Since I joined the hearing aid crowd, i've dumped my headphones. The overall fidelity is weak in comparison, but the other features make it worthwhile for my particular needs.

    I've kept one wired pair for use with my DAC amp and no hearing aids. Mostly for travel purposes, but on phone guided tours, the hearing aids will win out.

    I'm looking forward to implantable chips in the style of Neuralink to restore real sound sometime soon

  • PKK 2 months ago Link to comment

    I decided against BT headphones and bought a BT headphone amp running 5 different codecs, LDAC being one of them, so it now runs that exclusively. I found this article extremely helpful in choosing the right codec for me. I don't know if there's any BT amp vs BT headphone tests out there but it's something to consider when plunging into the BT pool.

  • Dinky 7 months ago Link to comment

    AAC is in fact not a power-hungry codec. Being part of the MPEG standards, practically everything out there has very power-efficient hardware decoding of the format. Additionally, if using a good AAC encoder (such as Apple's Core Audio) it reaches transparent quality to any human ear already at 192 kbps.

    • Carl Rottin 6 months ago Link to comment

      you are pretty dumb if you think the human ear can only detect 192kbps. that is less than MP3 quality. 192kbps is very far from "transparent quality". you need to stop sucking the teat of a corporation that doesn't care about you. they literally sell your data to advertisers and openly admit it in their privacy policy.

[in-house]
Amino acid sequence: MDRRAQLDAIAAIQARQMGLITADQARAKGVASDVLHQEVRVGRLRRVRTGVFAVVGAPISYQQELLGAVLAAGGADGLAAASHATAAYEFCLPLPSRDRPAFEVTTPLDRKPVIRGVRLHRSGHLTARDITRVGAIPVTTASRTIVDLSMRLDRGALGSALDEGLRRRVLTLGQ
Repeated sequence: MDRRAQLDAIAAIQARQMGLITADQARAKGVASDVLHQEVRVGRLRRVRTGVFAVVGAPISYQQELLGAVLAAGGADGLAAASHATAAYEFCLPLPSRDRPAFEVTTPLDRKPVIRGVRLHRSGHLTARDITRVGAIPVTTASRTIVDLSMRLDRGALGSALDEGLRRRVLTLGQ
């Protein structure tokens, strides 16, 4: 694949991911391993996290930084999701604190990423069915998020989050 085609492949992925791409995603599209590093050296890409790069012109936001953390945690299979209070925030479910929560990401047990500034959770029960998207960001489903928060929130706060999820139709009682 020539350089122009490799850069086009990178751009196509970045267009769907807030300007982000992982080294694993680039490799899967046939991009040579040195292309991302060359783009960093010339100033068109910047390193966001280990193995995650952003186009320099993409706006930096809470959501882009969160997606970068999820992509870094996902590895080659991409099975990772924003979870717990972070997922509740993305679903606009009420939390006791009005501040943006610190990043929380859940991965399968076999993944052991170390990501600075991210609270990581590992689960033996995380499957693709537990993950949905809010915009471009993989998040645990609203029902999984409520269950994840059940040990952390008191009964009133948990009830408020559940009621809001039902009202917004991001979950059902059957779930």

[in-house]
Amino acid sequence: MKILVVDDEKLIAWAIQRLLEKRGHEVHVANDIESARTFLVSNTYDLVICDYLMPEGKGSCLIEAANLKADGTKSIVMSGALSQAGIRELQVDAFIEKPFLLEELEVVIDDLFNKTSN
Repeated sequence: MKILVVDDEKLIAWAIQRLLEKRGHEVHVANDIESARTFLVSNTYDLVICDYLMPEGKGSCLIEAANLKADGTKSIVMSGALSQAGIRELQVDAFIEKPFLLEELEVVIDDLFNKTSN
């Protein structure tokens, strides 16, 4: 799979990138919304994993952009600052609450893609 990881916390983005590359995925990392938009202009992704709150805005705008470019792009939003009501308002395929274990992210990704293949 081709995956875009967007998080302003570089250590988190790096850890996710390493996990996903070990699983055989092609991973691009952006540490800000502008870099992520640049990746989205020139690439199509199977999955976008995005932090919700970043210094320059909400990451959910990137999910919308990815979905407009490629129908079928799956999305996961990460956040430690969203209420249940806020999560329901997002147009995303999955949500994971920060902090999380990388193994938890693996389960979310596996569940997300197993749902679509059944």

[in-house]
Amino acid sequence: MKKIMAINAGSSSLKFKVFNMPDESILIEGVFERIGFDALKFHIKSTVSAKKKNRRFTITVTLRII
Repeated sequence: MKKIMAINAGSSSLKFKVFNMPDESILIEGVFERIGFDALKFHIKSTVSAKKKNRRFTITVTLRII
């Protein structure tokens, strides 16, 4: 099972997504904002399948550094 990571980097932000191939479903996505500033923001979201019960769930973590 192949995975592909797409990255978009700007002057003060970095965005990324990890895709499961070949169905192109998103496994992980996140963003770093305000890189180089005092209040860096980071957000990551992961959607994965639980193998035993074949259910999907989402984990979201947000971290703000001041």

• Mike Draper 5 months ago Link to comment

        That's not what was said at all, sir. What he implies is that most audio - music in this case - does not require an audio stream exceeding or even reaching 192kbps to be listened to properly.

        I'd take a step back and read twice in future before attacking someone from your keyboard over your misinterpretations.

      • parapente 1 month ago Link to comment

        Yes, that IS what Mr. Mono explicitly said. Give yourself Mr. Drapper the reprimand. And DO NOT reinterpret an adjective "so eloquent" (transparency) to falsify / adapt / lie about the position of the person who wrote it.
        DON'T forget that there is already a term to pass the sign '' untouched '' '' passthrouth ''. That would be the one that this Mr., unintentionally (probably due to technical ignorance), is the one who is jumping into the bullfighting. Just the one that most closely resembles "transparency"; '' pass WITHOUT touching / tampering / manipulating .. '' 'passing the signal transparently'.
        But never, ever, act in such a mediocre way to overlook something so technically insulting, such as taking for good, which is the same, or it does not matter, applying a mediocre understanding (AAC 192K), than treating that as ... '' good / excellent audio '' transparent / pure / original / .. '' '' for what '' any human ear '' is capable of interpreting.

        Maybe what you meant is that a 'Mr. A' calls another 'Mr. B' with a qualifier such as: '' fool, donkey, exaggerated, talerdo, ... '' He does not like it . But it is what is '' self-described '' '' anyone '' who had written those words in '' this post '' of '' this community '' technical ''.
        Since you have to be a NON-technical in this matter to write that data and stay ... 'so hot' (I INSIST; in a post from a community explicitly TECH-NI-CAL).